I’m trying to visually compare how three different news publications cover different topics (determined through an LDA topic model). I have two related methods for doing so, but have received lots of feedback from colleagues that this isn’t very intuitive. I’m hoping someone out there has a better idea for visualizing this.
In the first graph, I show the proportions of each topic in each publication, like so:
This is pretty straightforward and intuitive to almost everyone I’ve talked to. However, it’s difficult to see the differences between the publications. Which newspaper covers which topic more?
To get at this, I graphed the difference between the publication with the highest and second highest proportion of topics, colored by the publication with the highest. Like this:
So, the huge bar for football, for example, is really the distance between al-Ahram English and Daily News Egypt (#2 in football coverage), and it is colored red because Al-Ahram is #1. Similarly, trials is green because Egypt Independent has the highest proportion, and the bar size is the distance between Egypt Independent and Daily News Egypt (#2 again).
The fact that I have to explain that all in two paragraphs is a pretty sure sign that the graph fails the self-sufficiency test. It’s hard to tell what’s really going on by just looking at it.
Any general suggestions about how to visually highlight the dominant publication for each topic in a more intuitive way?
Edit 2: Here’s a preliminary dot plot version, with the diameters of the dots proportional to the proportion of the topic in the corpus (which is how the topics were originally sorted). Though I still need to tweak it a little more, it feels a lot more intuitive than what I was doing before. Thanks everyone!
Thanks for making the data accessible and for an interesting dataset and graphical challenge.
My main suggestion is of a (Cleveland) dot chart.
The most important details I would like to emphasise:
Superimposition here allows and eases comparison.
The order of topics in your displays appears quite arbitrary. Absent a natural order (e.g. time, space, an ordered variable) I would always sort on one of the variables to provide a framework. Which to use could be a matter of whether one is particularly interesting or important, a researcher’s decision. Another possibility is to order on some measure of the differences between papers, so that topics receiving similar coverage were at one end and those receiving different coverage at the other end.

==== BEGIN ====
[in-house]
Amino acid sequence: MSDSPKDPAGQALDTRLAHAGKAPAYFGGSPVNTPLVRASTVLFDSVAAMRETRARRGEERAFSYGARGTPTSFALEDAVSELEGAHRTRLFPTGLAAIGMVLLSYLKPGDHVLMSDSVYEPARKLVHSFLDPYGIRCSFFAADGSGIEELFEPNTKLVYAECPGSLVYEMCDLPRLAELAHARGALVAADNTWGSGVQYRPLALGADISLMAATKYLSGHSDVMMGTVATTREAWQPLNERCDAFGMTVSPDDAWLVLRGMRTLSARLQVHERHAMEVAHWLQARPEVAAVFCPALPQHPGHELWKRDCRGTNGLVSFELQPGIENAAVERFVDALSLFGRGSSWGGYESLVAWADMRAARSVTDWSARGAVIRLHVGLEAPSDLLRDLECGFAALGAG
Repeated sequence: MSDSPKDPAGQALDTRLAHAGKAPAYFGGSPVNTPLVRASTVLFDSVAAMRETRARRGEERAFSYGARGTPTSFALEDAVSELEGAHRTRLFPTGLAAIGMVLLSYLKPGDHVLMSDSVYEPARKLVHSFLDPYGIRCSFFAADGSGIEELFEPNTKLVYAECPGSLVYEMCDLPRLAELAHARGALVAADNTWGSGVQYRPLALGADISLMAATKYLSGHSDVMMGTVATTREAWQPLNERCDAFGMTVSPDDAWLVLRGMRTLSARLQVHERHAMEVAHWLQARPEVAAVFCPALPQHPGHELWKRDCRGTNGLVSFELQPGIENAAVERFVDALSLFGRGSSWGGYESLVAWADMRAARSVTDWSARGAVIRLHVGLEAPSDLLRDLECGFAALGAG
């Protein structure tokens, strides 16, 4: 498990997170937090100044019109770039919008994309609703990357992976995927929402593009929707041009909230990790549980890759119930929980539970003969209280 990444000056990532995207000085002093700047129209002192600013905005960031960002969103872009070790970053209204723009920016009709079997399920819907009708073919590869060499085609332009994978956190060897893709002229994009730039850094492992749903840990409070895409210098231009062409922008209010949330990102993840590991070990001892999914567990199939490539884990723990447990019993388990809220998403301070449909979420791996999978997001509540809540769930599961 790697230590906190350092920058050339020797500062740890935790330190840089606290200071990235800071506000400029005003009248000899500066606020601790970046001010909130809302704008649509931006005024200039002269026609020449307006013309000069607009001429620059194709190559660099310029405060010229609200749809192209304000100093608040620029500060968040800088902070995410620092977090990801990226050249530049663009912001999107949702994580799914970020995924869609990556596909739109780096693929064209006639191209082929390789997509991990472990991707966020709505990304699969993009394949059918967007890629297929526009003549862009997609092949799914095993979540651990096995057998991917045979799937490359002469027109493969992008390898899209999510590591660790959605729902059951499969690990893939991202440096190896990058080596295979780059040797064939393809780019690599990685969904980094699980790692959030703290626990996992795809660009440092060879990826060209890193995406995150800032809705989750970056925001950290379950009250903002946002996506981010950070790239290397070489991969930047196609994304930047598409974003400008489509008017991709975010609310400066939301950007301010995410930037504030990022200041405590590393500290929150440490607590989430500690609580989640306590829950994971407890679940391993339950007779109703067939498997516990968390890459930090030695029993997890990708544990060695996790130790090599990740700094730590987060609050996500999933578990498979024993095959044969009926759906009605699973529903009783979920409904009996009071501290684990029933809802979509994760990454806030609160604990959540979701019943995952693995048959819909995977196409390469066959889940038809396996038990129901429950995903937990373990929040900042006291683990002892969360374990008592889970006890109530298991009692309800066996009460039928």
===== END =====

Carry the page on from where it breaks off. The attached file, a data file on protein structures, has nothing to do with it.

Open markers or point symbols allow overlap or identity to be resolved better than closed or solid markers or symbols, which in the worst cases obscure or occlude each other. (An alternative that might work quite well here is letters such as A, D and I for the three newspapers.)
There is clearly much scope for improving my design. For example, is the lettering too large and/or too heavy? On the other hand, the headings must be easily readable, or else the graph is a failure.
Some smaller, pickier points:
a. Red and green on your graph is a colour combination to be avoided. When different markers are used, colour choices are a little less crucial.
b. The horizontal ticks on your graph are distracting. In contrast, grid lines on mine are needed, but I try to make them unobtrusive by using thin, light lines.
c. Your graph shows percents and the total is about 20 $\times$ 0.1% or 2%, so 98% of the papers is something else? I used the proportions directly in the .csv provided.
Cleveland dot charts owe most to
Cleveland, W.S. 1984. Graphical methods for data presentation: full scale breaks, dot charts, and multibased logging. American Statistician 38: 270-80.
Cleveland, W.S. 1985. Elements of graphing data. Monterey, CA: Wadsworth.
Cleveland, W.S. 1994. Elements of graphing data. Summit, NJ: Hobart Press.
One precursor (more famous statistically for quite different work!!!) was
Pearson, E.S. 1956. Some aspects of the geometry of statistics: the use of visual presentation in understanding the theory and application of mathematical statistics. Journal of the Royal Statistical Society A 119: 125-146.
Another earlier use of the same main idea is in
Snedecor, G.W. 1937. Statistical Methods Applied to Experiments in Agriculture and Biology. Ames, IA: Collegiate Press. See Figures 2.1, 2.3
and in each successive edition until 1956. Note that the title and the publisher change intermittently between editions.
For those interested, the graph was prepared in Stata after reading in the .csv with code
graph dot (asis) prop , over(pub) over(label, sort(1)) asyvars marker(1, ms(Oh)) marker(2, ms(+)) marker(3, ms(Th)) linetype(line) lines(lc(gs12) lw(vthin)) scheme(s1color)